###13.9###Linolenic acid###0.79

###13.99###Eicosanoic acid###21.00

###9,12-Octadecadienoic acid,

###14.72###1.22

###methyl ester

###14.95###2-Octylcyclopropene-1-heptanol###22.03

###15.04###Octadecanoic acid###1.88

###16.34###Lupenyl acetate###7.25

###16.62###Stigmasterol###3.26

###16.8###Diisooctyl phthalate###4.05

###17.32###Clionasterol###18.63

###19.09###Olean-12-en-3-yl acetate###3.55

Table-19: Chemical composition of fixed oil of Malcolmia Africana leaves as identified by GC-MS analysis.

Retention time###%

###Name of the compound

###(min)###Compsition

###3.42###2,2-Dimethoxybutane###0.46

###11.25###2,4-Di-tert-butylphenol###0.39

###11.8###9-Eicosene###0.39

###12.83###Tetradecanoic acid###0.6

###13.05###1-Nonadecene###0.43

###Hexadecanoic acid, methyl

###13.8###4.28

###ester

###Ascorbic acid 2,6-

###14###15.37

###dihexadecanoate

###6-Octadecenoic acid, methyl

###14.75###9.95

###ester

###14.86###Stearic acid, methyl ester###1.43

###14.96###Cis-9-Hexadecenal###38.95

###15.04###Eicosanoic acid###6.74

###15.7###Tetracosane###0.4

###15.89###N,N-Dimethylcholestan-6amine###0.63

###16.9###1-Bromotetracosane###0.43

###17.5###Hexatriacontane###0.73

###Tetracosanoic acid, methyl

###17.66###0.35

###ester

###17.99###1-Pentatriacontanol###0.45

###18.12###Trans-Squalene###1.9

GC-MS analysis of chemical composition of leaves fixed oil extracted by soxhlet apparatus, of M. africana was done and different type of chemical

compounds were found shown in Table-4.19. 2, 2- dimethoxybutane was found in leaves 0.46%. The % composition of some important phytoconstituents such as eicasanoic acid (6.74%), 6-Octadecenoic acid, methyl ester (9.95%), Hexadecanoic acid, methyl ester (4.28%), Ascorbic acid 2,6- dihexadecanoate (15.37%), Trans-Squalene (1.90%). During review of literature it was found that some phyto-components, methyl ester showed biological activities [16].

Experimental

Chemicals and Reagents

Gallic Acid, 2,2-diphenyl-1-picrylhydrazyl radical (90.0 %), Folin-Ciocalteu reagent, butylatedhydroxytoluene (99.0 %), Linoleic acid, ascorbic acid, aluminum chloride, ferric chloride, ferrous chloride, sodium nitrite, trichloro-acetic acid, potassium ferricyanate were purchased from Sigma Chemicals Co (St, Louis, MO, USA).All other analytical grade chemicals such as ammonium thiocyanate, methanol and anhydrous sodium carbonate ferrous chloride were obtained from Merck (Darmstadt, Germany).

Plant Collection

Malcolmia africana leaves were selected because negligible work was done on this plant but intensive review and ethno pharmacological information was available on its genus and species. The selected plant was in herb form collected from the Quetta and Ziarat valley and was identified by Dr. Rasool Bukhsh Tareen Department of Botany, University of Balochistan, Quetta Pakistan. A voucher specimen (MA-RBT-04) was deposited in the herbarium/collection Department of Botany, University of Baluchistan, Quetta, Pakistan.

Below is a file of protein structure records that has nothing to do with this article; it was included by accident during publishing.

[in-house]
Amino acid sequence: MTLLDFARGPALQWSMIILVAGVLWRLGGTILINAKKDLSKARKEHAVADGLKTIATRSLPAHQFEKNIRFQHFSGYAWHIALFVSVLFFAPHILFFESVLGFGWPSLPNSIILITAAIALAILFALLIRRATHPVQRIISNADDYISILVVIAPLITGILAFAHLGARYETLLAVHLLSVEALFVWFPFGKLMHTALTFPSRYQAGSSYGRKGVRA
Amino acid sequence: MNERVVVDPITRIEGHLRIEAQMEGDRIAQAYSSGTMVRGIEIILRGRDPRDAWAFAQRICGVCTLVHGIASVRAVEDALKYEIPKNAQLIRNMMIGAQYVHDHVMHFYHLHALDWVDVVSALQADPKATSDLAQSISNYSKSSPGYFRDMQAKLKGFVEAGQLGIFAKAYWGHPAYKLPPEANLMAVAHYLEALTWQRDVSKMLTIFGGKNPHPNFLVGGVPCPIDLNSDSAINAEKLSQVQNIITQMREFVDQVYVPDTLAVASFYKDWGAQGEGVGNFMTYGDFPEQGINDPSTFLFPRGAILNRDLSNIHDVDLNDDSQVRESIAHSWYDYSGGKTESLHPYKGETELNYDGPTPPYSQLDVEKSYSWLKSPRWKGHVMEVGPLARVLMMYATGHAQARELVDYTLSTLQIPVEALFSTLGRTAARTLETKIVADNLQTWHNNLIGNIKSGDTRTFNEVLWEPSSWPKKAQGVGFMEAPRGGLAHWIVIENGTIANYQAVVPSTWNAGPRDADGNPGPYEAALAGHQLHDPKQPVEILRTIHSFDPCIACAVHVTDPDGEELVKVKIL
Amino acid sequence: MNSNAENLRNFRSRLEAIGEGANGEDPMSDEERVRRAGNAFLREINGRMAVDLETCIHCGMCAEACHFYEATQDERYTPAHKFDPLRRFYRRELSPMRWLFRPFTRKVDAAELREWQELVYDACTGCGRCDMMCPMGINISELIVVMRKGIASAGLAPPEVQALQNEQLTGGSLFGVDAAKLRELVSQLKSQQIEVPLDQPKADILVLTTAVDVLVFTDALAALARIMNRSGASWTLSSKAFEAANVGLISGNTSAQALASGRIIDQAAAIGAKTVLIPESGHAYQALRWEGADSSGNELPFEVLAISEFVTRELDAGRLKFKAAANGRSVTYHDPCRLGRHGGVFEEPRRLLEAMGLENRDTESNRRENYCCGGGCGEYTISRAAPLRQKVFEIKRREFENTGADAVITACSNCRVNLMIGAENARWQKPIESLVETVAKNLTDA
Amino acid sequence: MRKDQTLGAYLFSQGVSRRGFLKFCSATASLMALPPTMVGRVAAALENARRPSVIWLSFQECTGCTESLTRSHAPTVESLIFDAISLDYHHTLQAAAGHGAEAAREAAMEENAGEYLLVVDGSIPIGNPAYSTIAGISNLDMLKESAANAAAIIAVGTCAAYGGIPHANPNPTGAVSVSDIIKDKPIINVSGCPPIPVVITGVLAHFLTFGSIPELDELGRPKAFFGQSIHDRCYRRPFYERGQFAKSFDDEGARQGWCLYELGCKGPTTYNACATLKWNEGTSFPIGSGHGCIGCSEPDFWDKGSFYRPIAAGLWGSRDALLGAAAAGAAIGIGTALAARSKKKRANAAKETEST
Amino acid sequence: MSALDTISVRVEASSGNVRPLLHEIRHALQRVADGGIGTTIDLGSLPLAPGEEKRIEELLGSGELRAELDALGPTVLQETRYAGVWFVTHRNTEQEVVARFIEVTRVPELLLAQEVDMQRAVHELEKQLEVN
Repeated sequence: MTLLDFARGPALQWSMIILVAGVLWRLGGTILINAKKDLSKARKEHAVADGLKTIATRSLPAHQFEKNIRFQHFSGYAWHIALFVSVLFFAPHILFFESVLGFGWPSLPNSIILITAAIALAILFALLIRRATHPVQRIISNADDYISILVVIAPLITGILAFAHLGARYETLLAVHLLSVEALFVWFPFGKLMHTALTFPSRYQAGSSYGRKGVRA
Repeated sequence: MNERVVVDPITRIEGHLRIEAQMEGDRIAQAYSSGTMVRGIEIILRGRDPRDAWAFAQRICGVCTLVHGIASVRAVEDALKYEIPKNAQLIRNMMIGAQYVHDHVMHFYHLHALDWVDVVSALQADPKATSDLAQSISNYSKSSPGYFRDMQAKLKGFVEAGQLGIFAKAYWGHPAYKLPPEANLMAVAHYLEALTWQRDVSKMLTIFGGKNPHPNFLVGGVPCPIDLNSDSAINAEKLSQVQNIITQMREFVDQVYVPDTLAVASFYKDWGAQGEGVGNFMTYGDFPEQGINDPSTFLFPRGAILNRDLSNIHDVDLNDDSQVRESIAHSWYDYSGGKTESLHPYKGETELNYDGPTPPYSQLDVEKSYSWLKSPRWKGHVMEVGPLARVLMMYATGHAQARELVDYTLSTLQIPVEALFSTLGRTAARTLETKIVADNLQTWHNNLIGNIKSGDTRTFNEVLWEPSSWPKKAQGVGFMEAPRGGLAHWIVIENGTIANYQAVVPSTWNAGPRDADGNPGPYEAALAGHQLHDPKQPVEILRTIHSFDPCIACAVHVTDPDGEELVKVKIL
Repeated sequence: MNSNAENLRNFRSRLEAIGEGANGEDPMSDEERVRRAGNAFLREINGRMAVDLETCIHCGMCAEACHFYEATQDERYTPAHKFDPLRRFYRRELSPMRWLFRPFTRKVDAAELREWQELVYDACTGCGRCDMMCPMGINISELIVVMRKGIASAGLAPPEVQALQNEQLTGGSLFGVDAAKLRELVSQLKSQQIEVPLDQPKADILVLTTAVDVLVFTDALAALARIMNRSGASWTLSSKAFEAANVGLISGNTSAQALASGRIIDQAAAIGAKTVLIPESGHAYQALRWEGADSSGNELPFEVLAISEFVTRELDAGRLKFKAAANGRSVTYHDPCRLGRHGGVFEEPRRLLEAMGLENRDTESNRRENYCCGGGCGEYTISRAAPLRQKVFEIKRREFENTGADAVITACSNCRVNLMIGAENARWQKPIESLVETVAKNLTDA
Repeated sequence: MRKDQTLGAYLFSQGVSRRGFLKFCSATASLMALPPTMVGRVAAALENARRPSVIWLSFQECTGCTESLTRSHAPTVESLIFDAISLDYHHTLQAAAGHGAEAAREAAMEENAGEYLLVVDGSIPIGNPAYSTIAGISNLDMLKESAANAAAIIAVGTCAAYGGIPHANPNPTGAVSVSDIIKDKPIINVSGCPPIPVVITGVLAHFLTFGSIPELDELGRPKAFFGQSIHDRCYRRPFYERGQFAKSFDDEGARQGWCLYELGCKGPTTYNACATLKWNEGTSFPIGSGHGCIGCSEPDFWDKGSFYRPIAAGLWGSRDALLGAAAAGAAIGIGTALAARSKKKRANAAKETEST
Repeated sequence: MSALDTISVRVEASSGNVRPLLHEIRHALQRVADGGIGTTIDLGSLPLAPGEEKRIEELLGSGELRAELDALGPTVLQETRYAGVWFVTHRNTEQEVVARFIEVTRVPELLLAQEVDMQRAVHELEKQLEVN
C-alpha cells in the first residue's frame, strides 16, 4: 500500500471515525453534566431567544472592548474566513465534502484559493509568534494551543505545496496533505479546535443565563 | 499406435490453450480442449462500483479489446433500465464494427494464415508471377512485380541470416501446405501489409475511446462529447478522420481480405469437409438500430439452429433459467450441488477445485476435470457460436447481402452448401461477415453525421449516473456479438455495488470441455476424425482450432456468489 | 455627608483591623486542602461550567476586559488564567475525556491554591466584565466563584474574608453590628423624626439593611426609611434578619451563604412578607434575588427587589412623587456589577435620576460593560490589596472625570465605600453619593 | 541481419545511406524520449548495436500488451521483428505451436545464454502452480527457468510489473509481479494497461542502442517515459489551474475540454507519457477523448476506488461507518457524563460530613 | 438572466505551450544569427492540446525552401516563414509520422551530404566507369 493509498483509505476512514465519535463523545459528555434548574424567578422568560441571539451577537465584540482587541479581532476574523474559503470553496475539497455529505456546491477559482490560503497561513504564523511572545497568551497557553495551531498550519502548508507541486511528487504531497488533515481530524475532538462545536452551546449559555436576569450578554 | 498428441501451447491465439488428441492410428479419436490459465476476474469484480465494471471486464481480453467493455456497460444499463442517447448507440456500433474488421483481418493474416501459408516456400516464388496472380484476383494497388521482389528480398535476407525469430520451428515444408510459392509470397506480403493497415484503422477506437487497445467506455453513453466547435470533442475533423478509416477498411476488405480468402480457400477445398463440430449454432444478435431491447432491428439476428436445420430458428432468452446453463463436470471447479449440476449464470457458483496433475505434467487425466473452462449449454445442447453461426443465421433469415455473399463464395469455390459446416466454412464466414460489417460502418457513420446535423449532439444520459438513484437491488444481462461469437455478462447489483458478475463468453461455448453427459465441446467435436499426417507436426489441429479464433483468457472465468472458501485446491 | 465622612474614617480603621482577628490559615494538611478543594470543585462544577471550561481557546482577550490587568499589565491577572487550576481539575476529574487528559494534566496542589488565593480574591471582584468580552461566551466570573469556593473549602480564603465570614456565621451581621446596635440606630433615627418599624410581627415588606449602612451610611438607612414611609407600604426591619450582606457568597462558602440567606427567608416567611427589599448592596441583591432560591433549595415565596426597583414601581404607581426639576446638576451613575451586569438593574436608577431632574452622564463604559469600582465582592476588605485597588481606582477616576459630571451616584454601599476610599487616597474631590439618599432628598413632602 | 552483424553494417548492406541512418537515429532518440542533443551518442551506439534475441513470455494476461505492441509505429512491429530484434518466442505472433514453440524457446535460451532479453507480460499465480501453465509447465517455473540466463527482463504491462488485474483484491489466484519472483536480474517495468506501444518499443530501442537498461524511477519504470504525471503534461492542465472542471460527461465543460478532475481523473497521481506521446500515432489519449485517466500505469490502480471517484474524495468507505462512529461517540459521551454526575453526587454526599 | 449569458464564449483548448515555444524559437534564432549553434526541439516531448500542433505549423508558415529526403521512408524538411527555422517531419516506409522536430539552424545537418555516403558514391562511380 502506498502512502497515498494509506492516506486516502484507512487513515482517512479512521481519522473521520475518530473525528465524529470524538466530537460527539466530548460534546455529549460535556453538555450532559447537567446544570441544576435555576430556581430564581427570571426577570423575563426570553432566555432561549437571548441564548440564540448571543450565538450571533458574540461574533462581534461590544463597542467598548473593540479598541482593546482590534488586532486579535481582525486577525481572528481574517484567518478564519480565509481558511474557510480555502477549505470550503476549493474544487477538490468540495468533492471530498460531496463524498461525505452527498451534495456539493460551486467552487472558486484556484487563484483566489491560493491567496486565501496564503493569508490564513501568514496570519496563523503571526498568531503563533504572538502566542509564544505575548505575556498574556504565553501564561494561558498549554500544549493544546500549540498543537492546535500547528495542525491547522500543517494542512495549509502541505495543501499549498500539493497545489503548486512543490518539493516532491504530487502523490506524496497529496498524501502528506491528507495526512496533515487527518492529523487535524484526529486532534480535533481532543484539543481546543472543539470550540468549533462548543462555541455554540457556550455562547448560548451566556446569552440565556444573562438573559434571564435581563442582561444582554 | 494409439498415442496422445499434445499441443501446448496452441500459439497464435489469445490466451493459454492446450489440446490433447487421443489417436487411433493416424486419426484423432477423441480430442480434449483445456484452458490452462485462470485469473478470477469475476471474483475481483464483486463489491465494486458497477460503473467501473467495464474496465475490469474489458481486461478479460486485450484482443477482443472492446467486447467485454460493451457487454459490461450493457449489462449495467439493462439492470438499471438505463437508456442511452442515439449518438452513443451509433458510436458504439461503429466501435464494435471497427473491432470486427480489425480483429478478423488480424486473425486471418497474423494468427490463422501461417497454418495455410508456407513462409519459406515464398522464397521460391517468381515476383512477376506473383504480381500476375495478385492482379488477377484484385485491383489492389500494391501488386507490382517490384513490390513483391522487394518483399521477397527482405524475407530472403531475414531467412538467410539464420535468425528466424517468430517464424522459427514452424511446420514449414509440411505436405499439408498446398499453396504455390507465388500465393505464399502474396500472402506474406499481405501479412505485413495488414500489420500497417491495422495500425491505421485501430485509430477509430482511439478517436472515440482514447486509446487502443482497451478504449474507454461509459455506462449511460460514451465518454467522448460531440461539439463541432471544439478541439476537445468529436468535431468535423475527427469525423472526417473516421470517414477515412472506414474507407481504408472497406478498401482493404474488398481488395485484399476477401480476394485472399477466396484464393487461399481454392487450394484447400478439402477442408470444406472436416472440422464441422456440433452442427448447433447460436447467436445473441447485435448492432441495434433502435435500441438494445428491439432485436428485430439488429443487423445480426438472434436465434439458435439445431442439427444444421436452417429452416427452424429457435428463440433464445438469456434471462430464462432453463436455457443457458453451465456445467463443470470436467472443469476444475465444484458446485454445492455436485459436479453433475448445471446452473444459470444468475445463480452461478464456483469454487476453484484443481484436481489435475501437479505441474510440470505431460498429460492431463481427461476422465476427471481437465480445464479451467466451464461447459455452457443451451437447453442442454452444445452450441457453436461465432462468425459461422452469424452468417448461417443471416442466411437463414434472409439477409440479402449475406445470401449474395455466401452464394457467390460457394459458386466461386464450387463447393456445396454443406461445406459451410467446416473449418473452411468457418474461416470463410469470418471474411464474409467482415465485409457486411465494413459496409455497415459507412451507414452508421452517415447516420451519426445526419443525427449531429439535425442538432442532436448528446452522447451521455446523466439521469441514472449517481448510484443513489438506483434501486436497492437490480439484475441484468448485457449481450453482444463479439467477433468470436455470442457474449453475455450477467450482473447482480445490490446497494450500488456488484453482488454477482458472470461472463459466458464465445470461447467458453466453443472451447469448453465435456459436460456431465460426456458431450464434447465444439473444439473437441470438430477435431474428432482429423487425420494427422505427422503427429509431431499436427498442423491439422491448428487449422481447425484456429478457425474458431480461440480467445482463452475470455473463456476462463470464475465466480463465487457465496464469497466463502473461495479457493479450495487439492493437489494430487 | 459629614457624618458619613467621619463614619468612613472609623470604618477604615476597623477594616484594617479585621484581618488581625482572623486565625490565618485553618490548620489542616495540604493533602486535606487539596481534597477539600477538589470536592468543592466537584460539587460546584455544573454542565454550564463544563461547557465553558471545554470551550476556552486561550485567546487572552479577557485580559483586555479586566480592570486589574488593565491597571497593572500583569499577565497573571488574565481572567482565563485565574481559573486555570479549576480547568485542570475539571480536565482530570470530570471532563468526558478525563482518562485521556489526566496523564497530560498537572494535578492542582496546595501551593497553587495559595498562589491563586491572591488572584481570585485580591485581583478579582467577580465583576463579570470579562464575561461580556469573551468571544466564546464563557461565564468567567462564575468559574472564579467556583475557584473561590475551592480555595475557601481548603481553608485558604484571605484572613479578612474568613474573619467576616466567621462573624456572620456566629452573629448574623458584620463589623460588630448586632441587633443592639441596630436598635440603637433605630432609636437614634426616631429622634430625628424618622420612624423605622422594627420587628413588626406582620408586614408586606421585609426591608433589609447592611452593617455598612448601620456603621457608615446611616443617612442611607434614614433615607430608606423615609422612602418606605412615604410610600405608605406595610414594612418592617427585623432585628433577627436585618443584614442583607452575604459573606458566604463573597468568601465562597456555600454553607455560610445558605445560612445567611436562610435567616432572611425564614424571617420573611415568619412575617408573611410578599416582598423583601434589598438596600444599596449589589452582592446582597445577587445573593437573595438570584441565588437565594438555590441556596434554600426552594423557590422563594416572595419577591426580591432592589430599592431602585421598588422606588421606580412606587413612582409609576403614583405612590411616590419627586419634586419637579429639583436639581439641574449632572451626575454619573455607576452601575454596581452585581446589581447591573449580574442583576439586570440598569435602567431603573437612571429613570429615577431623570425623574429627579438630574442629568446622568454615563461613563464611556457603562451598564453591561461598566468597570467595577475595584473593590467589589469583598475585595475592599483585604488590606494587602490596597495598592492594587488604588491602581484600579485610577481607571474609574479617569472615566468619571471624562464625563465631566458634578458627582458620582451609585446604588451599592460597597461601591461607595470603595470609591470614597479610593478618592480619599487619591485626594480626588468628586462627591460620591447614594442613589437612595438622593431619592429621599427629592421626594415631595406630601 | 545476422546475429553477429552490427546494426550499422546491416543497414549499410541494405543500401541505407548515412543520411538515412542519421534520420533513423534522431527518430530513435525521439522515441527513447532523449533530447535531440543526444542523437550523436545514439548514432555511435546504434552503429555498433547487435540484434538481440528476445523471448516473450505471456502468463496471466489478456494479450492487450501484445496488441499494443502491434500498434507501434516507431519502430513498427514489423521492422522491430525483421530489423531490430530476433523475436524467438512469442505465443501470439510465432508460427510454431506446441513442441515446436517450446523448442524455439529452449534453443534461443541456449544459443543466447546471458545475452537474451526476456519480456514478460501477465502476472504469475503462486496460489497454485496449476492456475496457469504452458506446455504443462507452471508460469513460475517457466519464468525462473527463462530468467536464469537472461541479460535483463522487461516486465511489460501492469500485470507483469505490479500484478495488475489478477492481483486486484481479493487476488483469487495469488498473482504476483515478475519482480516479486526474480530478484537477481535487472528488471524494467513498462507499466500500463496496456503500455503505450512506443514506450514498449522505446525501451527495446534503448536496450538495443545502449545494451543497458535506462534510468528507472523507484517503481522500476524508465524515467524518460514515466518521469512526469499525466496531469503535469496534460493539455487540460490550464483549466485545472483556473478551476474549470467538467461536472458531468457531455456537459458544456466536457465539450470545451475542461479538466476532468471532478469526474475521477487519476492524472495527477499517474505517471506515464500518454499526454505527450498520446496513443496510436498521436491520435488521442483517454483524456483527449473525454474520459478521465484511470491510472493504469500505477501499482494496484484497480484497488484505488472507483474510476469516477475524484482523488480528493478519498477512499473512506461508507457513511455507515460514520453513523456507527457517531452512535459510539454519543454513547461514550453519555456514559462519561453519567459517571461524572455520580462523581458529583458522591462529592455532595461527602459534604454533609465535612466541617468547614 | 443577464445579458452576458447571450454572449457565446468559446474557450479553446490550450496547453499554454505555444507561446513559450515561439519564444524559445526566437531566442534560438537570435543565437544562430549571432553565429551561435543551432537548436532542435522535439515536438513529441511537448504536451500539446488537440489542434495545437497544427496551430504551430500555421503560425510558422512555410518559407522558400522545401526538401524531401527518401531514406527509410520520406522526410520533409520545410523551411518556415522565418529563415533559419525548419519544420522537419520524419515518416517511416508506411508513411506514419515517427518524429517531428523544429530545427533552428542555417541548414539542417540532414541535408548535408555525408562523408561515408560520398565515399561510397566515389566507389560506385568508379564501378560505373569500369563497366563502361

Plant Extracts/ Fractions Preparation

The leaves of Malcolmia africana were washed with cold water to remove dust and other extraneous matter. The shadedleaves were grinded into fine powder by using commercial blender. Extract of selected medicinal plant Malcolmia africana was prepared in methanol and next fractions were prepared by n-Hexane, Chloroform, Ethyl acetate and n-Butanol. This powder of leaves weighed (670 g) and added to glass jar and dipped into methanol to get extract at room temperature for seven days with two times daily shaking for five min. Residues of leaves were suspended separately into100 mL distilled water and fractioned with different solvents on polarity base with n-hexane and chloroform ethyl acetate and n-butanol respectively.

After this aqueous residue was saved and different activities were carried out on these fractions. The extract and fractions were stored at 4C until used for analysis.

Phytochemical Analysis

Powdered leaves of the plants were subjected to qualitative and quantitative phytochemical screening to analyze the presence of alkaloids, tannins, spaoninsand steroids by using standard phytochemical procedures [17].

Evaluation of Antioxidant Activity of Malcolmia africana

The amount of total phenolic was determined using Folin-Ciocalteu reagent [18, 19]. The amount of total flavonoids was examined spectrophotometerically, as previously reported by [20]. 1, 1-diphenyl-2-picrylhydazyl radical (DPPH) scavenging assay of fractions and n-hexane extract by soxhlet of was assessed spectrophotometerically as reported earlier by [21]. Per oxidation in the terms of% inhibition was evaluated to estimate the antioxidant assay of all the fractions, essential oil and n-hexane extract by soxhlet in Linoleic acid system followed the the method described by [22]. The reducing power of the extracts, n-hexane extract by soxhlet was determined according to the reported procedure followed by [23] with little amendment. Ascorbic acid contents were estimated in different parts of plant extracts and fractions as per the reported method used by [24].

Antimicrobial Assay of Plant Extract and its DifferentFractions